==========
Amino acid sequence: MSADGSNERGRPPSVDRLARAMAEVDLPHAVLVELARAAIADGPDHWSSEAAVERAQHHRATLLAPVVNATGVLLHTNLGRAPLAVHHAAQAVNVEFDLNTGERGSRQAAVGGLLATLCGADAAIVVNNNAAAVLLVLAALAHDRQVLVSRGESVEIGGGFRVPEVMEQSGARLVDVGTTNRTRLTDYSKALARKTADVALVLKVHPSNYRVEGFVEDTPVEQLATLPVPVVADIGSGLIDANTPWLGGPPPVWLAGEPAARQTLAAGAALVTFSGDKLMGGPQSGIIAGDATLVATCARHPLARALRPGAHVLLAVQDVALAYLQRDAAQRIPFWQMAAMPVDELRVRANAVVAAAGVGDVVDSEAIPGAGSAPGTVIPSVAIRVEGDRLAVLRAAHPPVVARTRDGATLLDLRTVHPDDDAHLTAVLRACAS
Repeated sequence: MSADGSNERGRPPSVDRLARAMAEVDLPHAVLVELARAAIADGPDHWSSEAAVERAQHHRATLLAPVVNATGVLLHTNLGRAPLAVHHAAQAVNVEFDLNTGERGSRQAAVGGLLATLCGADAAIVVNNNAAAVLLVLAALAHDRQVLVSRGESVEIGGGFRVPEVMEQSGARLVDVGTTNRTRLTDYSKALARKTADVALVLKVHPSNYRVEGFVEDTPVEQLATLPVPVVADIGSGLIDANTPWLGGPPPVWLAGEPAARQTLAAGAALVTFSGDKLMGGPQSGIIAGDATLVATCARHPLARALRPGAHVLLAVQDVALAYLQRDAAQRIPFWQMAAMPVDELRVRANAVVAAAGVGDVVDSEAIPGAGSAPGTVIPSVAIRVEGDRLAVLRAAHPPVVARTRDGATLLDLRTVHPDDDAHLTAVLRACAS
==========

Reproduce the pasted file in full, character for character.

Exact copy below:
Amino acid sequence: MSADGSNERGRPPSVDRLARAMAEVDLPHAVLVELARAAIADGPDHWSSEAAVERAQHHRATLLAPVVNATGVLLHTNLGRAPLAVHHAAQAVNVEFDLNTGERGSRQAAVGGLLATLCGADAAIVVNNNAAAVLLVLAALAHDRQVLVSRGESVEIGGGFRVPEVMEQSGARLVDVGTTNRTRLTDYSKALARKTADVALVLKVHPSNYRVEGFVEDTPVEQLATLPVPVVADIGSGLIDANTPWLGGPPPVWLAGEPAARQTLAAGAALVTFSGDKLMGGPQSGIIAGDATLVATCARHPLARALRPGAHVLLAVQDVALAYLQRDAAQRIPFWQMAAMPVDELRVRANAVVAAAGVGDVVDSEAIPGAGSAPGTVIPSVAIRVEGDRLAVLRAAHPPVVARTRDGATLLDLRTVHPDDDAHLTAVLRACAS
Repeated sequence: MSADGSNERGRPPSVDRLARAMAEVDLPHAVLVELARAAIADGPDHWSSEAAVERAQHHRATLLAPVVNATGVLLHTNLGRAPLAVHHAAQAVNVEFDLNTGERGSRQAAVGGLLATLCGADAAIVVNNNAAAVLLVLAALAHDRQVLVSRGESVEIGGGFRVPEVMEQSGARLVDVGTTNRTRLTDYSKALARKTADVALVLKVHPSNYRVEGFVEDTPVEQLATLPVPVVADIGSGLIDANTPWLGGPPPVWLAGEPAARQTLAAGAALVTFSGDKLMGGPQSGIIAGDATLVATCARHPLARALRPGAHVLLAVQDVALAYLQRDAAQRIPFWQMAAMPVDELRVRANAVVAAAGVGDVVDSEAIPGAGSAPGTVIPSVAIRVEGDRLAVLRAAHPPVVARTRDGATLLDLRTVHPDDDAHLTAVLRACAS